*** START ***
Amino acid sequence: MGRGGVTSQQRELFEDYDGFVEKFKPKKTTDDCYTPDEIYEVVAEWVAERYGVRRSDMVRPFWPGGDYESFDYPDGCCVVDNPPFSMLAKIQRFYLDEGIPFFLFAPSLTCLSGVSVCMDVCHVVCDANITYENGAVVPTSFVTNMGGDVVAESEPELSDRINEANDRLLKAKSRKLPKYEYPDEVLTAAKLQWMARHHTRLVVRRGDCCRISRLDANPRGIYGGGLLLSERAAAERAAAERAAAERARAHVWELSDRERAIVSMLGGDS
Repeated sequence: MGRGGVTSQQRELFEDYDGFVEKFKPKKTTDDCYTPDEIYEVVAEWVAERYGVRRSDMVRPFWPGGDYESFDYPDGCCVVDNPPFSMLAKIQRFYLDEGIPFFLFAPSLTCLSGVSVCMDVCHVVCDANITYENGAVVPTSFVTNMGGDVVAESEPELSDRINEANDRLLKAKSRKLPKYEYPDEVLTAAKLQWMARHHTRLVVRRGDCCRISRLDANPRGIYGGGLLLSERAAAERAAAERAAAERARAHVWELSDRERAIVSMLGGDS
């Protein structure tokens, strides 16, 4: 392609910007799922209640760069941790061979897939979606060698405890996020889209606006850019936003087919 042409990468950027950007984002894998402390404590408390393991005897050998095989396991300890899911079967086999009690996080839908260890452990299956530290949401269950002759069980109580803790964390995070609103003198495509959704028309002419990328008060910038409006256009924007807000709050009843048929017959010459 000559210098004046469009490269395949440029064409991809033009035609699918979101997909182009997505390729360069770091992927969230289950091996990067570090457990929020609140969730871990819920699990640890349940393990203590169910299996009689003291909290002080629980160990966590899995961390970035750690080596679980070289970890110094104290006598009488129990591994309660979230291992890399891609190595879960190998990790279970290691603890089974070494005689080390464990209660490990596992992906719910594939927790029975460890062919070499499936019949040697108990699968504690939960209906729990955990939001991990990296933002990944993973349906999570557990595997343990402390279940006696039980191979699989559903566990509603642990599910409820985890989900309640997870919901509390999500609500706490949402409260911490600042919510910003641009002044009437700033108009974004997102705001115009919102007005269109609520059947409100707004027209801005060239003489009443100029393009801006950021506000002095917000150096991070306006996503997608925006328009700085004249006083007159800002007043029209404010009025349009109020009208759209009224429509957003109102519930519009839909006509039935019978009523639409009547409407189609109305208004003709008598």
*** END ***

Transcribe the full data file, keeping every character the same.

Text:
Amino acid sequence: MGRGGVTSQQRELFEDYDGFVEKFKPKKTTDDCYTPDEIYEVVAEWVAERYGVRRSDMVRPFWPGGDYESFDYPDGCCVVDNPPFSMLAKIQRFYLDEGIPFFLFAPSLTCLSGVSVCMDVCHVVCDANITYENGAVVPTSFVTNMGGDVVAESEPELSDRINEANDRLLKAKSRKLPKYEYPDEVLTAAKLQWMARHHTRLVVRRGDCCRISRLDANPRGIYGGGLLLSERAAAERAAAERAAAERARAHVWELSDRERAIVSMLGGDS
Repeated sequence: MGRGGVTSQQRELFEDYDGFVEKFKPKKTTDDCYTPDEIYEVVAEWVAERYGVRRSDMVRPFWPGGDYESFDYPDGCCVVDNPPFSMLAKIQRFYLDEGIPFFLFAPSLTCLSGVSVCMDVCHVVCDANITYENGAVVPTSFVTNMGGDVVAESEPELSDRINEANDRLLKAKSRKLPKYEYPDEVLTAAKLQWMARHHTRLVVRRGDCCRISRLDANPRGIYGGGLLLSERAAAERAAAERAAAERARAHVWELSDRERAIVSMLGGDS
């Protein structure tokens, strides 16, 4: 392609910007799922209640760069941790061979897939979606060698405890996020889209606006850019936003087919 042409990468950027950007984002894998402390404590408390393991005897050998095989396991300890899911079967086999009690996080839908260890452990299956530290949401269950002759069980109580803790964390995070609103003198495509959704028309002419990328008060910038409006256009924007807000709050009843048929017959010459 000559210098004046469009490269395949440029064409991809033009035609699918979101997909182009997505390729360069770091992927969230289950091996990067570090457990929020609140969730871990819920699990640890349940393990203590169910299996009689003291909290002080629980160990966590899995961390970035750690080596679980070289970890110094104290006598009488129990591994309660979230291992890399891609190595879960190998990790279970290691603890089974070494005689080390464990209660490990596992992906719910594939927790029975460890062919070499499936019949040697108990699968504690939960209906729990955990939001991990990296933002990944993973349906999570557990595997343990402390279940006696039980191979699989559903566990509603642990599910409820985890989900309640997870919901509390999500609500706490949402409260911490600042919510910003641009002044009437700033108009974004997102705001115009919102007005269109609520059947409100707004027209801005060239003489009443100029393009801006950021506000002095917000150096991070306006996503997608925006328009700085004249006083007159800002007043029209404010009025349009109020009208759209009224429509957003109102519930519009839909006509039935019978009523639409009547409407189609109305208004003709008598």